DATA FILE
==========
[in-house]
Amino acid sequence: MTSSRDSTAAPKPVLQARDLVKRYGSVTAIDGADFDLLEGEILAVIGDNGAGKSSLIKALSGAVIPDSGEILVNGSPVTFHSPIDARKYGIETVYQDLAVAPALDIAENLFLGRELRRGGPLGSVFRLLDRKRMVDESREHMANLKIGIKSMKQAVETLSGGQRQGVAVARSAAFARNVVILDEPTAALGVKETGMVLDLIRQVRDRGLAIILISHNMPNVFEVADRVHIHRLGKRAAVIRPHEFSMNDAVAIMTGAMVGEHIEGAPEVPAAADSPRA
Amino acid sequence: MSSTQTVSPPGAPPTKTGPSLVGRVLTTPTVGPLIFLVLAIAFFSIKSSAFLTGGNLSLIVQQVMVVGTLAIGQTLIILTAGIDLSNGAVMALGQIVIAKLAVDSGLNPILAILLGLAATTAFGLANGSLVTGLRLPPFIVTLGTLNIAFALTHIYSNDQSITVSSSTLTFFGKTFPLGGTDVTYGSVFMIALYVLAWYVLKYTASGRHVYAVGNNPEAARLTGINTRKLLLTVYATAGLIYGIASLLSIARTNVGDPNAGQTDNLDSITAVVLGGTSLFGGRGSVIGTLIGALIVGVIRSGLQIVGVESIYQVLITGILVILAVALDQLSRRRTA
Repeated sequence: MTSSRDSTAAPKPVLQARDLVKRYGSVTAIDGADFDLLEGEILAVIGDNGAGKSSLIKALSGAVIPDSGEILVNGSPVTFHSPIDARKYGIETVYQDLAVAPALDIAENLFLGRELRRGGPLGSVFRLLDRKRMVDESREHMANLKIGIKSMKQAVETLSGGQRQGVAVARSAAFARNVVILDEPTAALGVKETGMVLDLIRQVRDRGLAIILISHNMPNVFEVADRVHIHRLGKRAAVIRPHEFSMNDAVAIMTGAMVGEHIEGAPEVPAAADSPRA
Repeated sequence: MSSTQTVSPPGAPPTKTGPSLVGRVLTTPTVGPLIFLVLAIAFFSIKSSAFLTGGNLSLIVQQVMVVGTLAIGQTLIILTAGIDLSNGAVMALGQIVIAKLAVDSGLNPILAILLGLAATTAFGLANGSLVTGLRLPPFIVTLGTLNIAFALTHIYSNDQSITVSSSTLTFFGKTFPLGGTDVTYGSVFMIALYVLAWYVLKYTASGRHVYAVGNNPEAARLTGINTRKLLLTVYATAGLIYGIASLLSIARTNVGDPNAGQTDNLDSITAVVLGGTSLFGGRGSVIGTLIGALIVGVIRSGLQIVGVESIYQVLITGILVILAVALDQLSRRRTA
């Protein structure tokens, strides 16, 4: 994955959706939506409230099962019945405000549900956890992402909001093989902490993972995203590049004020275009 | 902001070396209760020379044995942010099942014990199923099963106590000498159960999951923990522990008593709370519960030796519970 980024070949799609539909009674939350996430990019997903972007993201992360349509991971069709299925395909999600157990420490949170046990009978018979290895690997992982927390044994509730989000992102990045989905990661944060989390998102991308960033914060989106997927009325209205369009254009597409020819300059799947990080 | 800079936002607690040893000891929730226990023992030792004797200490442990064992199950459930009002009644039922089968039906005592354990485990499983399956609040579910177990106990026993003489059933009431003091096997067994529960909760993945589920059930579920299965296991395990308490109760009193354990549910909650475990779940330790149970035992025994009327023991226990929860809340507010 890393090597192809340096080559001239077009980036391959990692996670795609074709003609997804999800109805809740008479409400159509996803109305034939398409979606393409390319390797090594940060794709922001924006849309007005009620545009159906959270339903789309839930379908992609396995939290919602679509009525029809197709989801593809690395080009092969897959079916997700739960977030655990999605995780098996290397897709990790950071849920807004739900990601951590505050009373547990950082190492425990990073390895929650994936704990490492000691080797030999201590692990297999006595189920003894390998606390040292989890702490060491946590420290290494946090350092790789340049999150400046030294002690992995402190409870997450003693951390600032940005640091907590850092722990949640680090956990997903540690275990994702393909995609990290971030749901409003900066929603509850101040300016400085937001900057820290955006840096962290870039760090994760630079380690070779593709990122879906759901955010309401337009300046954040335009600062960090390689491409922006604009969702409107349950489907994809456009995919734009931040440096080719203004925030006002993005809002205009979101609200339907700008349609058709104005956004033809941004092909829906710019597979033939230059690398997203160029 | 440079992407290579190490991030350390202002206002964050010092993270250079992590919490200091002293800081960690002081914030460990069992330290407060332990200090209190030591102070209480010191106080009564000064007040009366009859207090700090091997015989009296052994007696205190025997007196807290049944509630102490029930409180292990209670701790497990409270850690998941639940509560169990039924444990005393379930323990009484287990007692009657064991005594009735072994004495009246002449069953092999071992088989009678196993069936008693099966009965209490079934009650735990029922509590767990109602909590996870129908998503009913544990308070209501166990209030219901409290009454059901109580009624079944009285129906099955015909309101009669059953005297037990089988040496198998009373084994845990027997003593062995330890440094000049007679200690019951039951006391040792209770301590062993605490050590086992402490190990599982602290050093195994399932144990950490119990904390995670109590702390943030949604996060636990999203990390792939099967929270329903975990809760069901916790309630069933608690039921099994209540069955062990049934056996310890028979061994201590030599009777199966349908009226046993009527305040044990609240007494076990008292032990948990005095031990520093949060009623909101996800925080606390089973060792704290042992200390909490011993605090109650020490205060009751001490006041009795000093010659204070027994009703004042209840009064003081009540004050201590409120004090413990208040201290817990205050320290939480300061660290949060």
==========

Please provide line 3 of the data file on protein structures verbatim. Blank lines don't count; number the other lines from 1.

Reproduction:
Amino acid sequence: MSSTQTVSPPGAPPTKTGPSLVGRVLTTPTVGPLIFLVLAIAFFSIKSSAFLTGGNLSLIVQQVMVVGTLAIGQTLIILTAGIDLSNGAVMALGQIVIAKLAVDSGLNPILAILLGLAATTAFGLANGSLVTGLRLPPFIVTLGTLNIAFALTHIYSNDQSITVSSSTLTFFGKTFPLGGTDVTYGSVFMIALYVLAWYVLKYTASGRHVYAVGNNPEAARLTGINTRKLLLTVYATAGLIYGIASLLSIARTNVGDPNAGQTDNLDSITAVVLGGTSLFGGRGSVIGTLIGALIVGVIRSGLQIVGVESIYQVLITGILVILAVALDQLSRRRTA